“What kind of car do you drive?” I asked her then.

“It’s a Kia,” she said demurely.

“Why would they make fun of your car?” I asked.

“I’m not sure,” and she smiled in a way that made me feel like she did know, but I would have to earn the answer from her. I never did.

After sushi, we went back to my apartment and sat on my bed. She looked glum and wasn’t hiding it. I had an idea.

“Wait right here,” I told her. I went into my closet and pulled out a brand new leather jacket, still in the box that it came in. I bought it the year before as a gift for my fiancée, which was back when I still had a fiancée. Now I just had the jacket.

“I got this for you,” I lied.

She gasped. “It’s beautiful!” She tried it on. I could see that it was too big for her, but if she noticed, she didn’t care. “It’s beautiful,” she said again, her eyes wet and shiny.

“I got it for you,” I repeated. I said it because I wanted it to be true, because the jacket was supposed to belong to the person I was going to marry, but instead it sat in my closet for a year, fucking with me. Now I was giving it away to make another girl feel better, but also because I thought it would make me feel better. It worked on her but not on me. I didn’t feel anything. In the hours after she left, I felt worse.

Later she texted me a photo of her wearing the jacket. She had pushed up the sleeves like Miami Vice so it would fit her short arms. In one hand, she held the note I had written to my fiancée. It was a note I had forgotten was still in the inside pocket. Her other hand was giving me the middle finger.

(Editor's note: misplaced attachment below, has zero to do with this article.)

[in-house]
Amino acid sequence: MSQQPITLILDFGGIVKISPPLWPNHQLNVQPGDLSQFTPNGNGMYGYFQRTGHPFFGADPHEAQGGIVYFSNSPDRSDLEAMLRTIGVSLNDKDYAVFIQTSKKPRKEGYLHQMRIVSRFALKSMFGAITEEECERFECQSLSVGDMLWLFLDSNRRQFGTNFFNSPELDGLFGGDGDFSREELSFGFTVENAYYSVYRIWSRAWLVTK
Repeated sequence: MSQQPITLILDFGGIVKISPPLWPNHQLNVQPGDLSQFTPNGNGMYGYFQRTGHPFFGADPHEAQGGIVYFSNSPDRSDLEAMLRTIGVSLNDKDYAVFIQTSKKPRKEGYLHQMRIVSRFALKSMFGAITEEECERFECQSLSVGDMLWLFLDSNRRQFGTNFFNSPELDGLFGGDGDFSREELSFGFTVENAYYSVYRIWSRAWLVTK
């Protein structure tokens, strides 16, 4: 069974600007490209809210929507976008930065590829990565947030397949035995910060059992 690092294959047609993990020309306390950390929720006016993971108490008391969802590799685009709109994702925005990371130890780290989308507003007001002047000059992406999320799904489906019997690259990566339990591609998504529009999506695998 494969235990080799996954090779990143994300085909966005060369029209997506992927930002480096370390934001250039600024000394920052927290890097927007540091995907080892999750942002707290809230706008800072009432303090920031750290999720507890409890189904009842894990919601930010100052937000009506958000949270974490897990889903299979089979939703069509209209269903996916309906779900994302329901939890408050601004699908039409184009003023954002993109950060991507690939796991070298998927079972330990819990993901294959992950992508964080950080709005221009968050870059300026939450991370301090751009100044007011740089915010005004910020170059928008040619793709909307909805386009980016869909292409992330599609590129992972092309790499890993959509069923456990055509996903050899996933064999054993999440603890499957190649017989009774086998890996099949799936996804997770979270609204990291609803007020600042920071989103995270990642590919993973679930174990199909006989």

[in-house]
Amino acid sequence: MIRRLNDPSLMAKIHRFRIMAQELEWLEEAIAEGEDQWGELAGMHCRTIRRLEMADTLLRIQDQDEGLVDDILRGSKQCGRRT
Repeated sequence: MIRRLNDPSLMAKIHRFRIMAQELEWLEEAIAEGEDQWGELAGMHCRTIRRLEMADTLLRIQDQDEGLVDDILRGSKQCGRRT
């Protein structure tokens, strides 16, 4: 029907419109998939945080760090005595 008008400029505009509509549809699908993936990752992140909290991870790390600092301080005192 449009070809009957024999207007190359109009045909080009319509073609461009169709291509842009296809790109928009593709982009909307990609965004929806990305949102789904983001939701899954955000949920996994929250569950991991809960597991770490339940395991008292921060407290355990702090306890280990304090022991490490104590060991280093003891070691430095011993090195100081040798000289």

I didn’t feel sorry for Master Guns, but I also wasn’t in a place to judge him.

* * *

In the Navy, you don’t always do the job you sign up to do. It’s almost a running joke.

There was a guy who worked in the Chief’s Mess washing dishes and he would sneak me fresh fruit and yogurts in exchange for saved seats during Chaps’ Sunday services in the hangar bay. I would go see him in a compartment we called the Deep Sink. He wore thick rubber gloves to his elbows and a heavy synthetic apron, black and flecked with bits of old food. He told me that he was a trained Navy paralegal, but I couldn’t believe it. It must be a punishment, I thought. The Deep Sink was a terrible assignment—twelve hours on your feet, blasting the stinking remains of our meals into oblivion.

One day I asked him if he was down there because he got in trouble. He gave me a crazy smile and said, “Nope. Just lucky.”

We called him the Zen Master.

So the job you sign up to do isn’t always the job you end up doing. I was supposed to be an avionics expert but I did not feel like an expert of anything. Every squadron has to provide support personnel to the ship during deployment. The Zen Master went to the Deep Sink. I was detailed to Chaps.

* * *

Chaps was the Chaplain for the air wing and his official title was Lieutenant Doug Russell, but everyone called him Chaps. He wore a flight suit and his shoulder patch was a Methodist cross, glowing white beams and licks of red flame. He had requested support personnel and I was that support, but he didn’t seem to have much for me to do. My daily duties were as follows:

Post the schedule. Make the coffee. Flip the Oswald Chambers calendar to the next day. Standby.

He led a weekly Bible study and he would sometimes test out his lessons on me. Mostly, he was like every other religious person in the Navy—well meaning and inscrutable. One day, he instructed me to watch Anger Management, which at the time had been out for over seven years. It’s a movie with Adam Sandler and Jack Nicholson and Chaps told me to take notes. That afternoon, I sat cross-legged in the enlisted berthing with a pad of paper and a pen, watching the movie intently. I did not know what I was supposed to be looking for. I realized halfway through that I hadn’t taken a single note. During the next scene, Jack Nicholson screamed at Adam Sandler and he screamed back at him. I wrote down, “Old Testament?”